And new needs have emerged; approximately 80 percent of MCAVHN’s clients deal with some form of opioid addiction such as heroin, Fentanyl, Oxycodone, Oxycontin and Suboxone. It’s an epidemic initially fueled by over-prescription of opioid medications— highly addictive with tolerance achieved in days and severe withdrawal symptoms.
The worst drug crisis in the history of the U.S., opioid overdose kills more than 1,500 people per week and afflicts people from all socioeconomic and educational backgrounds, from illicit use to those who are prescribed opioids following surgery.
“I spent 12 years youth coaching cheerleaders,” says Olson, “and I know three local young women who got involved with opioids in high school. They come here and it’s tragic to see what’s happened to them; they’re homeless and psychotic from drug use. It’s heartbreaking. People who are addicted do not choose to be addicted.
“I’m big on widespread prevention education to youth in schools as well as young adults, parents and first responders. Our staff was invited to Anderson Valley to do an opioid use disorder/substance use disorder and Narcan education program to all their middle and high schoolers.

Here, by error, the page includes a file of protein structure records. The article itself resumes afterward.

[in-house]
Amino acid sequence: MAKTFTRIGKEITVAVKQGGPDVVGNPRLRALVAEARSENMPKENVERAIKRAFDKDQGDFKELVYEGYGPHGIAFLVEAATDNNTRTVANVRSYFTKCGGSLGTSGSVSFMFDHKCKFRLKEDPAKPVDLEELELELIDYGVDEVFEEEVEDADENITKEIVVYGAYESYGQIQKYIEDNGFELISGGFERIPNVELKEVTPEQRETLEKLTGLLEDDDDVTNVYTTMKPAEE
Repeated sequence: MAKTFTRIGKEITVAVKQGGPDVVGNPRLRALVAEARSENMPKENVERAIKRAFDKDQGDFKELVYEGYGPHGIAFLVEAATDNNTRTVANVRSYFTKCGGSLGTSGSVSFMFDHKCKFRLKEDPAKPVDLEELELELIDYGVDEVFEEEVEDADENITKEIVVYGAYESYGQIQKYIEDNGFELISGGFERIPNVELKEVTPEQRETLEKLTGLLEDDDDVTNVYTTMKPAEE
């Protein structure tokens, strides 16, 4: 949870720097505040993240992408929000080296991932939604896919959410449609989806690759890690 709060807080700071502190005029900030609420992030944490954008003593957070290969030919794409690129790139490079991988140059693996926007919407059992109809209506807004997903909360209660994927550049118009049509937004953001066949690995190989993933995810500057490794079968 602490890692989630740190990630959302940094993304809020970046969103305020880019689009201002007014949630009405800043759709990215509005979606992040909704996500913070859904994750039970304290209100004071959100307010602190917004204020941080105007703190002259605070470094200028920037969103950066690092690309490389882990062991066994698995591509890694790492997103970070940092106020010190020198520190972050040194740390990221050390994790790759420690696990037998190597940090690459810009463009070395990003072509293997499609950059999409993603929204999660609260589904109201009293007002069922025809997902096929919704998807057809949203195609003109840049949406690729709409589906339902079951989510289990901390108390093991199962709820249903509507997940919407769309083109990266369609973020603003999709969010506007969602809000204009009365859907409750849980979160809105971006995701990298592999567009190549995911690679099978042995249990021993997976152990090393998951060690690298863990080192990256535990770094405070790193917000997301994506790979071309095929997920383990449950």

“Because our staff has lived the experience, the kids listen to them. They present the real facts; a lot of kids can get addicted after the first time they use; it’s that potent and kids need to know that.
“Afterward, we received a message from the superintendent saying that it was life changing for their students and they want us to return next year.
“We’ve been to Willits High, to Sanhedrin High, to the charter schools. We would like to present this program in the Ukiah schools.
“We provide Narcan (a medicine that rapidly reverses an opium overdose) to every fire department in the county, because they cannot get it, to churches and to others who need it.
“Prevention is key. Much of the money we receive from this year’s EOH will be targeted in that direction.”
Olson wrote a grant for MCAVHN in the fall of 2022 when Mendocino County was ranked No. 4 per capita in the state for opioid overdose; now the county is No. 1.
Illicitly manufactured Fentanyl, a synthetic opioid, 100 times more potent than morphine and 50 times more potent than heroin, defines the current crisis in the U.S. It is the most common drug involved in drug overdose deaths and the leading cause of death for those under the age of 50.
Joseph Ditto, Harm Reduction and Outreach Program Manager/Community Prevention Education Provider, says Fentanyl has been in the county for the last 10 or 15 years but has become extremely relevant over the last five years.